Sansa laughed. “Mother told me once that you never grow out of it, fretting over your children. When you were gone, I think she lit a thousand candles for your safe return. The smaller they are, the more you can fix things. A cut knee, a hurt feeling, they can be soothed with a hug and a kiss. But now…How can I make Elinor feel better about being a widow? How do I convince Rose to wed? How can I convince Alisa that Gendry and I don’t prefer her sisters?”

“You and Gendry do prefer her sisters.”

“We do not!” Sansa argued, looking at Arya with the same irritation she had when they were at Winterfell. “My point is that once they can make their own decisions, their own mistakes, that’s when everything starts flying out of your control.”

“I don’t feel as if anything has ever been in my control.”

“Oh, Arya, I would have killed to have half as much control over my life as you have had over yours.” Setting aside her needlework, she asked, “What is it you think you cannot control?”

“You’ve heard the rumors about Aemon’s…marriage intentions?”

“That he intends to wed Rhaenys in the Targaryen fashion? Yes. Most of court expects the announcement any day now.”

“I did not raise them that way. They weren’t taught it was right; they weren’t raised like the Targaryens of old were. I raised them like Starks. How can they make this choice?”

“Mayhaps it is in their blood. They woke dragons from stone, Arya. The Targaryen in them is certainly stronger than the Stark.”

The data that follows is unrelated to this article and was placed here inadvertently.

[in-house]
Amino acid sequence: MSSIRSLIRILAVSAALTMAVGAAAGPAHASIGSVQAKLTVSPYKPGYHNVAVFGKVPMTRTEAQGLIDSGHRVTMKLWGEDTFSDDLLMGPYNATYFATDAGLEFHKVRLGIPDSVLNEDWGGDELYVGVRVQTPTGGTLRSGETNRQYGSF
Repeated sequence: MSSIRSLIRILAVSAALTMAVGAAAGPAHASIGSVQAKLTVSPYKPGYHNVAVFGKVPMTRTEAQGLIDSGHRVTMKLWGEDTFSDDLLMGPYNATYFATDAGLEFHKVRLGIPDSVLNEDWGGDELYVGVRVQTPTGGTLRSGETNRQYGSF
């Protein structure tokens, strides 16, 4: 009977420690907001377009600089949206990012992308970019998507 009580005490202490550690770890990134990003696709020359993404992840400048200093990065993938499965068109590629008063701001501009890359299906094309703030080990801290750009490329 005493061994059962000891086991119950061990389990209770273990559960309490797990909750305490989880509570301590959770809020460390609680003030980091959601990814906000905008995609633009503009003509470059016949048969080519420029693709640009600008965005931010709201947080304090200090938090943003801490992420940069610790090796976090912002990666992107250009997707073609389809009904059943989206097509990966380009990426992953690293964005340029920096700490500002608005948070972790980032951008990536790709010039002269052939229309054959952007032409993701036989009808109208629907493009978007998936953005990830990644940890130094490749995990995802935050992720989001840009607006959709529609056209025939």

“It disgusts me. Gods, even the idea of it…” Arya pushed to her feet, pacing the floor in agitation. “And I think it is worse than I know. I think I turned a blind eye to everything, that I was so wrapped up in myself and Aegon and the drama of it all, I didn’t even realize what was going on beneath my nose.”

“Arya, I know you are loathe to accept advice from anyone, let alone me, but sometimes the only answer to the problem is to realize there are no answers.”

“’There are no answers?’ That’s the advice you give me?”

Sansa smirked as she picked up her embroidery. “I did not say it was good advice.”

Sometimes Arya liked Sansa better before she developed a sense of humor.


It never ceased to amaze Arya that she and Allyria Dayne shared the same blood. Arya’s fascination with Sansa’s beauty ended when they were still children; it was hard to stay in awe of a person you saw every day, whose life was so intrinsically tied with your own. With Allyria, the fascination never quite seemed to fade. Though Alysanne was the only one Arya ever shared the truth with, Arya wondered if others saw in Allyria the similarities to the Starks Arya recognized. Did they notice she gnawed her lip like Arya did? Did they see the way she studied something for a while before making a decision in the same patient way Bran did? Did they recognize her flares of temper as being like those of Robb or Rickon? Arya doubted it. Allyria looked so much like Ashara had, all dark hair and violet eyed; no one would ever expect the secrets which would likely to go to the grave without being revealed.